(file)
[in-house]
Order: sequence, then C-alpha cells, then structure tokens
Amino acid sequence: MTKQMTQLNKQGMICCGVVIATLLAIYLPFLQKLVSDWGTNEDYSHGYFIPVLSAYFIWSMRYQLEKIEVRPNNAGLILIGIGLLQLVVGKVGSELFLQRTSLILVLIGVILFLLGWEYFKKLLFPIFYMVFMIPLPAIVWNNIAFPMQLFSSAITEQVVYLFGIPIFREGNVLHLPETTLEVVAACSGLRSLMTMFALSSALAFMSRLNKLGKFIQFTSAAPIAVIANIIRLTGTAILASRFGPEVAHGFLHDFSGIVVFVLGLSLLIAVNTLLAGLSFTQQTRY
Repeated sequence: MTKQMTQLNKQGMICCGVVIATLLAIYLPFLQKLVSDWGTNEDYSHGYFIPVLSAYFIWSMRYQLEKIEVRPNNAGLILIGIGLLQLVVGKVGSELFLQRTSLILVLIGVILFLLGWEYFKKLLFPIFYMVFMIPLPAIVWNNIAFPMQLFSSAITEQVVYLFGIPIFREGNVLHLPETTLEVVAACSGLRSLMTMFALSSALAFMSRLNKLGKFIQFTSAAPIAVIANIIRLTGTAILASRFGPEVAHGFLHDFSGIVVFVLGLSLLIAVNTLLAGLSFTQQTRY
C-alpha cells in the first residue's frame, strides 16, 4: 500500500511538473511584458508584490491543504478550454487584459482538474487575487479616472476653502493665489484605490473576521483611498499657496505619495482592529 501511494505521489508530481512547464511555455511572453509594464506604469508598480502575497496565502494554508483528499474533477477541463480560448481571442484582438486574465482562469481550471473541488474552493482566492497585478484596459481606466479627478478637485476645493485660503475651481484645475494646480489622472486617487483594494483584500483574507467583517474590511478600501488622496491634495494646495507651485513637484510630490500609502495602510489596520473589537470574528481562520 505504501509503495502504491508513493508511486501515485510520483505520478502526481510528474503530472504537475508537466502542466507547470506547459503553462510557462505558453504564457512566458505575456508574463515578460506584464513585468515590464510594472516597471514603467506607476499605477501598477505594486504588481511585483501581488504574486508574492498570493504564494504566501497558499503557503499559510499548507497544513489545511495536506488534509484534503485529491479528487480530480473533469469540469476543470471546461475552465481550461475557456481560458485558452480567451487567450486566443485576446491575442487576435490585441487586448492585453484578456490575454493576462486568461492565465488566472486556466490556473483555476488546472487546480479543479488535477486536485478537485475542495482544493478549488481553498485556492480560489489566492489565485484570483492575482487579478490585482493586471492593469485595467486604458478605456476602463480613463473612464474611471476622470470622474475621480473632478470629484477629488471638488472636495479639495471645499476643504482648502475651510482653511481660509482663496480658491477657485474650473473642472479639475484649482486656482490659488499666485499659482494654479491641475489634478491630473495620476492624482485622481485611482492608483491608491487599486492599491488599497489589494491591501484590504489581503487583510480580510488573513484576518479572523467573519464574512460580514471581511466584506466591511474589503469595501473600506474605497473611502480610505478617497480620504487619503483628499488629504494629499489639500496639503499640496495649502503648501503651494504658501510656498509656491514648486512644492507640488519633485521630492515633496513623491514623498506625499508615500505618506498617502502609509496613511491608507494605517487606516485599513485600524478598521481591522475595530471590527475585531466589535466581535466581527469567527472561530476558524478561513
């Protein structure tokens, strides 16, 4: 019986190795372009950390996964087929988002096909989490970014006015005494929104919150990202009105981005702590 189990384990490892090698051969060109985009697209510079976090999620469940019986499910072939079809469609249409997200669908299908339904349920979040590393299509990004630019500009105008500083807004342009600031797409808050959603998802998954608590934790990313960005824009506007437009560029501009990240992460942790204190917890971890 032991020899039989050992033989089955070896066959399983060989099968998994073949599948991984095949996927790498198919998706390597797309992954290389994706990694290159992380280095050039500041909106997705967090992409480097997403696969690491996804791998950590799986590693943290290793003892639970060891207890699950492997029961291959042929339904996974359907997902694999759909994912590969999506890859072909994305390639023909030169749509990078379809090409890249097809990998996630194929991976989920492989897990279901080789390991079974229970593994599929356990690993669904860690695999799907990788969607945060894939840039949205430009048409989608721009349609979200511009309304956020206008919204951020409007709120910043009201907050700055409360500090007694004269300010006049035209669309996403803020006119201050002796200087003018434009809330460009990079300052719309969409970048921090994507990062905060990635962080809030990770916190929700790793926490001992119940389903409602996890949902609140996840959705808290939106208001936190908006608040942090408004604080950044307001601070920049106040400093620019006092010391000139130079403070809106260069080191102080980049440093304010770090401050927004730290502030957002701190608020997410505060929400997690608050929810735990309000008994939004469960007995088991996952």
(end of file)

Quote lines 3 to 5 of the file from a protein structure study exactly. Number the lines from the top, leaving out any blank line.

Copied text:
Amino acid sequence: MTKQMTQLNKQGMICCGVVIATLLAIYLPFLQKLVSDWGTNEDYSHGYFIPVLSAYFIWSMRYQLEKIEVRPNNAGLILIGIGLLQLVVGKVGSELFLQRTSLILVLIGVILFLLGWEYFKKLLFPIFYMVFMIPLPAIVWNNIAFPMQLFSSAITEQVVYLFGIPIFREGNVLHLPETTLEVVAACSGLRSLMTMFALSSALAFMSRLNKLGKFIQFTSAAPIAVIANIIRLTGTAILASRFGPEVAHGFLHDFSGIVVFVLGLSLLIAVNTLLAGLSFTQQTRY
Repeated sequence: MTKQMTQLNKQGMICCGVVIATLLAIYLPFLQKLVSDWGTNEDYSHGYFIPVLSAYFIWSMRYQLEKIEVRPNNAGLILIGIGLLQLVVGKVGSELFLQRTSLILVLIGVILFLLGWEYFKKLLFPIFYMVFMIPLPAIVWNNIAFPMQLFSSAITEQVVYLFGIPIFREGNVLHLPETTLEVVAACSGLRSLMTMFALSSALAFMSRLNKLGKFIQFTSAAPIAVIANIIRLTGTAILASRFGPEVAHGFLHDFSGIVVFVLGLSLLIAVNTLLAGLSFTQQTRY
C-alpha cells in the first residue's frame, strides 16, 4: 500500500511538473511584458508584490491543504478550454487584459482538474487575487479616472476653502493665489484605490473576521483611498499657496505619495482592529 501511494505521489508530481512547464511555455511572453509594464506604469508598480502575497496565502494554508483528499474533477477541463480560448481571442484582438486574465482562469481550471473541488474552493482566492497585478484596459481606466479627478478637485476645493485660503475651481484645475494646480489622472486617487483594494483584500483574507467583517474590511478600501488622496491634495494646495507651485513637484510630490500609502495602510489596520473589537470574528481562520 505504501509503495502504491508513493508511486501515485510520483505520478502526481510528474503530472504537475508537466502542466507547470506547459503553462510557462505558453504564457512566458505575456508574463515578460506584464513585468515590464510594472516597471514603467506607476499605477501598477505594486504588481511585483501581488504574486508574492498570493504564494504566501497558499503557503499559510499548507497544513489545511495536506488534509484534503485529491479528487480530480473533469469540469476543470471546461475552465481550461475557456481560458485558452480567451487567450486566443485576446491575442487576435490585441487586448492585453484578456490575454493576462486568461492565465488566472486556466490556473483555476488546472487546480479543479488535477486536485478537485475542495482544493478549488481553498485556492480560489489566492489565485484570483492575482487579478490585482493586471492593469485595467486604458478605456476602463480613463473612464474611471476622470470622474475621480473632478470629484477629488471638488472636495479639495471645499476643504482648502475651510482653511481660509482663496480658491477657485474650473473642472479639475484649482486656482490659488499666485499659482494654479491641475489634478491630473495620476492624482485622481485611482492608483491608491487599486492599491488599497489589494491591501484590504489581503487583510480580510488573513484576518479572523467573519464574512460580514471581511466584506466591511474589503469595501473600506474605497473611502480610505478617497480620504487619503483628499488629504494629499489639500496639503499640496495649502503648501503651494504658501510656498509656491514648486512644492507640488519633485521630492515633496513623491514623498506625499508615500505618506498617502502609509496613511491608507494605517487606516485599513485600524478598521481591522475595530471590527475585531466589535466581535466581527469567527472561530476558524478561513